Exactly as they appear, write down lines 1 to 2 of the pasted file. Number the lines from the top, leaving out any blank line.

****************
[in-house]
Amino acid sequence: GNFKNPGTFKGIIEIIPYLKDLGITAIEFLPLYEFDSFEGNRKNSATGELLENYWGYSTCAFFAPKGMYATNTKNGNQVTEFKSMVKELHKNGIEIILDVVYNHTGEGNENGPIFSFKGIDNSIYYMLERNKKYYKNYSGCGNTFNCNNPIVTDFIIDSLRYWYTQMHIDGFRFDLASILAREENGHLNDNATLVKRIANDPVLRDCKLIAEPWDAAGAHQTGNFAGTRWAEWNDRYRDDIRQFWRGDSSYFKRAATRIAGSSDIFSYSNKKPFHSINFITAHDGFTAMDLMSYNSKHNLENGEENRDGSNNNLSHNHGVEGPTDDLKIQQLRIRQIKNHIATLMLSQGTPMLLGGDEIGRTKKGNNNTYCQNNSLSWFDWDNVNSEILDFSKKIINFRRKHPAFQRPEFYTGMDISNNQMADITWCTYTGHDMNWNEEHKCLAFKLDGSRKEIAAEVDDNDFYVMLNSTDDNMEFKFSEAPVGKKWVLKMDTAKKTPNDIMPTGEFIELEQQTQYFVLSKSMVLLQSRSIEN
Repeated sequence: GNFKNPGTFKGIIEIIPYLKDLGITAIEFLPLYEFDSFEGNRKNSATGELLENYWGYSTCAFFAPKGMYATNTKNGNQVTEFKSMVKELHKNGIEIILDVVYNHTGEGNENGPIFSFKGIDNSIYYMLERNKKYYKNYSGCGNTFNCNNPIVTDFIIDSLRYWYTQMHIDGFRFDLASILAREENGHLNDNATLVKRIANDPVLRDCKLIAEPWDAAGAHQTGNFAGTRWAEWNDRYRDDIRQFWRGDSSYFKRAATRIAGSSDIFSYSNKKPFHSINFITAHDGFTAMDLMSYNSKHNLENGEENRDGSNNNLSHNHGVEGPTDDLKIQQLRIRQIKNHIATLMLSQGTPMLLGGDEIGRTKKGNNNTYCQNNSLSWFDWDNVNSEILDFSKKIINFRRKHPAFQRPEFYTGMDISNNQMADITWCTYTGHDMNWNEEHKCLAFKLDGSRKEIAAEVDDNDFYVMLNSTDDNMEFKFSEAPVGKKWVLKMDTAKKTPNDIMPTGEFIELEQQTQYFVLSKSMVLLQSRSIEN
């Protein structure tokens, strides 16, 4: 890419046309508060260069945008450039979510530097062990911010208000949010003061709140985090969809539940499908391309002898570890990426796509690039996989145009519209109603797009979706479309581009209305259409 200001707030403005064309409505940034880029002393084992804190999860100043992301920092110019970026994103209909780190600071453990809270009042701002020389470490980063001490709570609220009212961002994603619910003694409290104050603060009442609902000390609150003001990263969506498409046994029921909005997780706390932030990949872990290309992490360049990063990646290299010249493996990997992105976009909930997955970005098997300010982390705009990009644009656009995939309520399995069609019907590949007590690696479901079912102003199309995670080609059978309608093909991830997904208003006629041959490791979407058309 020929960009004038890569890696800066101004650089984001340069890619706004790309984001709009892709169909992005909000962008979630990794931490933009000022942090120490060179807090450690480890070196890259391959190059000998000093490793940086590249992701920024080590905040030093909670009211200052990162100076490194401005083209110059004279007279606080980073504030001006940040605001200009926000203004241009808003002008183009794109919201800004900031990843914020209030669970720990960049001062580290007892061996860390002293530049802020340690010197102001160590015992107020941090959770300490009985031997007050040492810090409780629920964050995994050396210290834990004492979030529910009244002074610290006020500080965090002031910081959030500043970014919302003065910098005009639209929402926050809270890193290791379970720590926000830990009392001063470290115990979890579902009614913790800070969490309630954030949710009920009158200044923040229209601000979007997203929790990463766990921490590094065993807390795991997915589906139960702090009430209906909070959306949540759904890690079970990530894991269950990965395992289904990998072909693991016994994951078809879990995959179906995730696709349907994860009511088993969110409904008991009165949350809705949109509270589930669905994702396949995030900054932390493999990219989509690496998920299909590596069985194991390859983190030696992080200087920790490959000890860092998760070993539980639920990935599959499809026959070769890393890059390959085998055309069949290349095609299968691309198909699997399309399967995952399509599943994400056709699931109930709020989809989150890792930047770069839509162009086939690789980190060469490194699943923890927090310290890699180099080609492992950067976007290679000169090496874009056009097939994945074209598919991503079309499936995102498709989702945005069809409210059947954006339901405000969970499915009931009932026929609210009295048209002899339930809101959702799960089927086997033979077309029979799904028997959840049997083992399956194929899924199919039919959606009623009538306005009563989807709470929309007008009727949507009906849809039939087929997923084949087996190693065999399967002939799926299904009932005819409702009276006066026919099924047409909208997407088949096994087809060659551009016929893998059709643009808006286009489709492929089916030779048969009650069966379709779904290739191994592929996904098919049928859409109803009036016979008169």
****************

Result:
[in-house]
Amino acid sequence: GNFKNPGTFKGIIEIIPYLKDLGITAIEFLPLYEFDSFEGNRKNSATGELLENYWGYSTCAFFAPKGMYATNTKNGNQVTEFKSMVKELHKNGIEIILDVVYNHTGEGNENGPIFSFKGIDNSIYYMLERNKKYYKNYSGCGNTFNCNNPIVTDFIIDSLRYWYTQMHIDGFRFDLASILAREENGHLNDNATLVKRIANDPVLRDCKLIAEPWDAAGAHQTGNFAGTRWAEWNDRYRDDIRQFWRGDSSYFKRAATRIAGSSDIFSYSNKKPFHSINFITAHDGFTAMDLMSYNSKHNLENGEENRDGSNNNLSHNHGVEGPTDDLKIQQLRIRQIKNHIATLMLSQGTPMLLGGDEIGRTKKGNNNTYCQNNSLSWFDWDNVNSEILDFSKKIINFRRKHPAFQRPEFYTGMDISNNQMADITWCTYTGHDMNWNEEHKCLAFKLDGSRKEIAAEVDDNDFYVMLNSTDDNMEFKFSEAPVGKKWVLKMDTAKKTPNDIMPTGEFIELEQQTQYFVLSKSMVLLQSRSIEN